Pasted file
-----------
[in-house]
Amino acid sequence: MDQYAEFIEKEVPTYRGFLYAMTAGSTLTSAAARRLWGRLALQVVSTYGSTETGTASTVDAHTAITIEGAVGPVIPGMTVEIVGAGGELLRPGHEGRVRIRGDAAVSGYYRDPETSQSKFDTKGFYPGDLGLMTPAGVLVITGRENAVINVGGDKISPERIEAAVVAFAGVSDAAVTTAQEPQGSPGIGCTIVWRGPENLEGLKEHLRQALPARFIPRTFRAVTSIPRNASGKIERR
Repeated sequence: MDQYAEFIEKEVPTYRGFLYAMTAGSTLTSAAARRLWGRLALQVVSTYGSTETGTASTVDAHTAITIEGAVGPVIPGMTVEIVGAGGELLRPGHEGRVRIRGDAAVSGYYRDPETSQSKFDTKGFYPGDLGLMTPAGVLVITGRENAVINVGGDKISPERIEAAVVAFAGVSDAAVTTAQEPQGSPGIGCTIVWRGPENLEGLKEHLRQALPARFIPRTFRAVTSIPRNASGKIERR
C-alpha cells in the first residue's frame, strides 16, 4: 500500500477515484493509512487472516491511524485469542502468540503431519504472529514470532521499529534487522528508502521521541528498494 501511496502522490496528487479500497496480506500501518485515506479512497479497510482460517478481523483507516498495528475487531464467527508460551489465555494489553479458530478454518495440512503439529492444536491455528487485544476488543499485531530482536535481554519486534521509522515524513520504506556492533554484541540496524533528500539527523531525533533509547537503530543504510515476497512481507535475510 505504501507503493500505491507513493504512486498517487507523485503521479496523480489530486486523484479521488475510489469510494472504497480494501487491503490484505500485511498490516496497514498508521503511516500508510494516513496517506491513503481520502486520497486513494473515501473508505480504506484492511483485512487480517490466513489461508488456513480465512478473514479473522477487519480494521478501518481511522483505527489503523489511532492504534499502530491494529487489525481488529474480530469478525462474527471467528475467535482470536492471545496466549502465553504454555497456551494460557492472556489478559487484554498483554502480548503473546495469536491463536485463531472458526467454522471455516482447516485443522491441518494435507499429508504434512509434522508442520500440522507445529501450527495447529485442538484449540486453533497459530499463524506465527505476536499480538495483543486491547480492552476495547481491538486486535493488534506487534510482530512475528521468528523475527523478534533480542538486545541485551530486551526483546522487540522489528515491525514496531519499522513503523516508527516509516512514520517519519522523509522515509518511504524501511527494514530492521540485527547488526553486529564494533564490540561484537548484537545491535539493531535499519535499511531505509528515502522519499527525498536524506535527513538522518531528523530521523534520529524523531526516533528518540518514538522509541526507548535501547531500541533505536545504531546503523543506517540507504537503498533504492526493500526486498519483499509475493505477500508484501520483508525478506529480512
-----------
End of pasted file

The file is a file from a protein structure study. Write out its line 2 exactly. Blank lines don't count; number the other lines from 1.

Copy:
Amino acid sequence: MDQYAEFIEKEVPTYRGFLYAMTAGSTLTSAAARRLWGRLALQVVSTYGSTETGTASTVDAHTAITIEGAVGPVIPGMTVEIVGAGGELLRPGHEGRVRIRGDAAVSGYYRDPETSQSKFDTKGFYPGDLGLMTPAGVLVITGRENAVINVGGDKISPERIEAAVVAFAGVSDAAVTTAQEPQGSPGIGCTIVWRGPENLEGLKEHLRQALPARFIPRTFRAVTSIPRNASGKIERR